Alligator

FB_IMG_1558013799019
In the years following the boffo box office of Steven Spielberg’s Jaws, it was only natural for Hollywood to jump into the metaphorical swamps of the infant killer animal genre and “wrassle” and idea they could in order to get it to the big screen. Some attempts, using various giant toothed predators such as Grizzly and Barracuda (of all things), were predictably awful and yet some were smart, savvy and most of all entertaining. It may or may not surprise you then, that the two main contenders for King Of The Jaws Ripoff (not a real award) were written by the same guy, John Sayles the first of which was 1978’s Piranha and the second came in 1980 and ended up being the hugely fun Alligator.
Blending robust characterization, a plot involving a corruption of city politics and illegal chemical experimentation and dumping and a shit load of subtle, colourful humor, Alligator easily achieves what every ripoff movie desires in it’s heart of hearts: to stand on it’s own two claws.
Kicking off it’s story with the amusing urban legend involving a baby alligator being flushed into the sewers, the movie has it’s scaley lead grow to super-sized proportions after it feasts on animal carcasses that were experimented on with growth hormones. Gnawing on any unsuspecting sap who wanders down there, the ‘Gator’s handiwork starts to get noticed so troubled and weathered Detective David Madison (a fantastically weary Robert Forster) enlists the aid of a rookie to head down into the tunnels under Chicago and take a look. Needless to say only Madison makes it out alive and yet no one initially believes his outlandish story about massive a reptile consuming people while wading knee deep in shit.

FB_IMG_1558013756213
Eventually the existence of the alligator becomes known but by then it’s busted out of it’s stinky home and rampaging through the streets and swimming pools of The Windy City; can Madison and reptile expert Marisa Kendall track the toothy bastard down before it chomps more city folks into slurry?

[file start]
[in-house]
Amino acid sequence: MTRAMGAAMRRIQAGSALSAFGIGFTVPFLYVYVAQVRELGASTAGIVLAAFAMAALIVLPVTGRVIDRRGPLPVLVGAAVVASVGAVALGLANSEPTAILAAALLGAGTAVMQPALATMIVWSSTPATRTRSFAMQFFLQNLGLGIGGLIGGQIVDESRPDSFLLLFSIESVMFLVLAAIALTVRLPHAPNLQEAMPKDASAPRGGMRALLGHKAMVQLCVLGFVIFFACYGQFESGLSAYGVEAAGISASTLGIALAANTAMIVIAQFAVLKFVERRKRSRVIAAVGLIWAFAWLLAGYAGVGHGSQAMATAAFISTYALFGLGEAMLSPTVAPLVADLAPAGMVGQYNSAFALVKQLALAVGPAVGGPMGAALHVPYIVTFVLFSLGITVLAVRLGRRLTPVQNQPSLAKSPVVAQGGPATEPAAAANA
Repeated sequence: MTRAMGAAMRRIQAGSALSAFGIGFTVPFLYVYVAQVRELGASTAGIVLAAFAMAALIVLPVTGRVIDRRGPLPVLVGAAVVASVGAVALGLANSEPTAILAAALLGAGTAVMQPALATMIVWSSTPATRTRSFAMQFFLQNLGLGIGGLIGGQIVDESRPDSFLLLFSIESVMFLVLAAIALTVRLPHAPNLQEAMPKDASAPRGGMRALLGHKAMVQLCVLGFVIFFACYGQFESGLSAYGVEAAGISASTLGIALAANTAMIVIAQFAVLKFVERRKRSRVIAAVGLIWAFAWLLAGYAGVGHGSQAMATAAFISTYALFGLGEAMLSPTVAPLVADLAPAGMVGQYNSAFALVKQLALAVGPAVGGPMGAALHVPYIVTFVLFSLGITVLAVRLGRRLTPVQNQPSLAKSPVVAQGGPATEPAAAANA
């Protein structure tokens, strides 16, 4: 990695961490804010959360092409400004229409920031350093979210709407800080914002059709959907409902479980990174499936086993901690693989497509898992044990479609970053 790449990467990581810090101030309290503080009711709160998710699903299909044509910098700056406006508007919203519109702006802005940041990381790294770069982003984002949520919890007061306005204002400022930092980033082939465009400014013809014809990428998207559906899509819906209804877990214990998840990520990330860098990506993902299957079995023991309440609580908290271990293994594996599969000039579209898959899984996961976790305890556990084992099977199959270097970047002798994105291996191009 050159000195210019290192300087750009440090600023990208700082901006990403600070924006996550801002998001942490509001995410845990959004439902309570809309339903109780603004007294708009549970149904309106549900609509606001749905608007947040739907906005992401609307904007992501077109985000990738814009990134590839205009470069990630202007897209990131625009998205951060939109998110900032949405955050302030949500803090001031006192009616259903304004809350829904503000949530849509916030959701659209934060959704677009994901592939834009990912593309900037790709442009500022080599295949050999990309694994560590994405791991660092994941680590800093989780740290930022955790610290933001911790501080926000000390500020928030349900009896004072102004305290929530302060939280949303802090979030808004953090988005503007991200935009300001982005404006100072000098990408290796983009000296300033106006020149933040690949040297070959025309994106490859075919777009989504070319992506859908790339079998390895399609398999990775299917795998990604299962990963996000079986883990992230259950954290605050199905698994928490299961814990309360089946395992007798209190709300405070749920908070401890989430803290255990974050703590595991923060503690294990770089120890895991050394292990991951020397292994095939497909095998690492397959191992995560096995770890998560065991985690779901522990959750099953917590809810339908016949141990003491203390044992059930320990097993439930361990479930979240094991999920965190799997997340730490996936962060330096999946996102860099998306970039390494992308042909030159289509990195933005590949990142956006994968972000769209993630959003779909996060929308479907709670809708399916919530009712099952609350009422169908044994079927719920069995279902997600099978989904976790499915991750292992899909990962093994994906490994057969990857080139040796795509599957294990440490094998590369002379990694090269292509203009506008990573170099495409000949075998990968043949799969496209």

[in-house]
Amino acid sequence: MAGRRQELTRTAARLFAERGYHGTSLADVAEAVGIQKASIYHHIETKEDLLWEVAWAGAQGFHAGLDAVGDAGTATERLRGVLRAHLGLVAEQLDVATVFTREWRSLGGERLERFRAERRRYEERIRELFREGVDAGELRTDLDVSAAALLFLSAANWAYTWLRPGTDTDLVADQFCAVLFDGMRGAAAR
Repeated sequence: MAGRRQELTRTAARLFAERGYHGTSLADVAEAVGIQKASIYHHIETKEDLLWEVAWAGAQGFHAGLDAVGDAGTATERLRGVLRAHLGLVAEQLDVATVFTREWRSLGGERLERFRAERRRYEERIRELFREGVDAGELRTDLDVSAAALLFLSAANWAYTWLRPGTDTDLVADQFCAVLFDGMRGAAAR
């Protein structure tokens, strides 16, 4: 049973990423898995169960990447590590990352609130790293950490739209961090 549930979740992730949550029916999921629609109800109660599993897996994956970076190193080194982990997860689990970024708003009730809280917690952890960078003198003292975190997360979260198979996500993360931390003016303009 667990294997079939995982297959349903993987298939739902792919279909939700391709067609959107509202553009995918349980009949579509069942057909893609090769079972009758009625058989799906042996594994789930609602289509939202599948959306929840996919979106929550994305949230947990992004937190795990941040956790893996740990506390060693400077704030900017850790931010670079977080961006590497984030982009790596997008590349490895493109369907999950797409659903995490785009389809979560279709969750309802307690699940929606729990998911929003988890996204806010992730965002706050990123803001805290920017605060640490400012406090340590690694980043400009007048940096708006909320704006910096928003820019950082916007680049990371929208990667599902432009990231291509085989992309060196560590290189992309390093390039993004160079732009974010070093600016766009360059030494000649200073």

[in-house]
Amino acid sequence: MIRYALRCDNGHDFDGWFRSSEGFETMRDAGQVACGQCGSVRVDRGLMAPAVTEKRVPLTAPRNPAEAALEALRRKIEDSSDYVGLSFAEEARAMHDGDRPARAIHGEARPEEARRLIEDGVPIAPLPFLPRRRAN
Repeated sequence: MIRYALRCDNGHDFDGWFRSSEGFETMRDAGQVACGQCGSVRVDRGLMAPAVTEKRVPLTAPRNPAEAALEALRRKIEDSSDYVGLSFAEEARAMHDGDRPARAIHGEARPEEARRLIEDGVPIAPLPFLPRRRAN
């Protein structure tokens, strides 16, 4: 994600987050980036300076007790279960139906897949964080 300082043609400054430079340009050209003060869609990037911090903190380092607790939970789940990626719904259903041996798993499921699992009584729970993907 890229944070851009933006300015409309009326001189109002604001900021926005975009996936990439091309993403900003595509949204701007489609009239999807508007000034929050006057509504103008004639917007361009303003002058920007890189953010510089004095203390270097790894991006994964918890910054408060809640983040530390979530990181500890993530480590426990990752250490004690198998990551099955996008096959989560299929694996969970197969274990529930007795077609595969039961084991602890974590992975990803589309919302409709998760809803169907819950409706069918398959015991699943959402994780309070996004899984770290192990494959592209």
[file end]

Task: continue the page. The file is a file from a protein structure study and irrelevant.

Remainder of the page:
While sounding hokey as Hell on paper and adopting many of Jaws’ basic plot beats (POV shots, corrupt city officials, surprising child body count) Sayles script subverts the newly minted sub-genre nicely by mixing up the cop, hunter, expert dynamic into something a little more unpredictable and doubling down on some seriously good characterization. Everyone in this movie feels like a three-dimensional, living, breathing (until they get eaten of course) person, from Marisa’s nosey mother, to Henry Silva’s horny big game hunter, to David’s running gag about people noticing his receding hair line; Alligator is very, very funny, but it all comes naturally from the characters and therefore doesn’t scupper the carnage.
Ah, yes. The carnage. Having a smart script and characters to actually want to root for is all well and good, but the movie’s called ALLIGATOR dammit, we want our bipedal gator chow!
And get it we do under the crisp direction of Lewis Teague (no stranger to four legged bitey things as he went on to make Cujo) who is wise enough to give the cracking script room to breathe and ochestrates the various set pieces with aplomb, be it a poor bastard getting swallowed whole in an alleyway (not in THAT way, you perverts) or the vast lizardy sod smashing a car flat with it’s tail with it’s passengers screaming inside it.
The creature effects… are as about as good as Jaws, actually. Neither exactly good enough to fool David Attenborough even it he was blindfolded, but toothy and edited well enough to be a monster worthy of a few healthy scares.

FB_IMG_1558013817219
A classic, seemingly forgotten by genre fans in general, Alligator was, and still is, one of the best Jaws imitators ever made and definitely overdue for the the lush, re-release treatment that both Joe Dante’s Piranha and Grizzy (?) have gotten.
Watch you later, Alligator.
Make sure you do…

Advertisements

Leave a Reply

Fill in your details below or click an icon to log in:

WordPress.com Logo

You are commenting using your WordPress.com account. Log Out /  Change )

Google photo

You are commenting using your Google account. Log Out /  Change )

Twitter picture

You are commenting using your Twitter account. Log Out /  Change )

Facebook photo

You are commenting using your Facebook account. Log Out /  Change )

Connecting to %s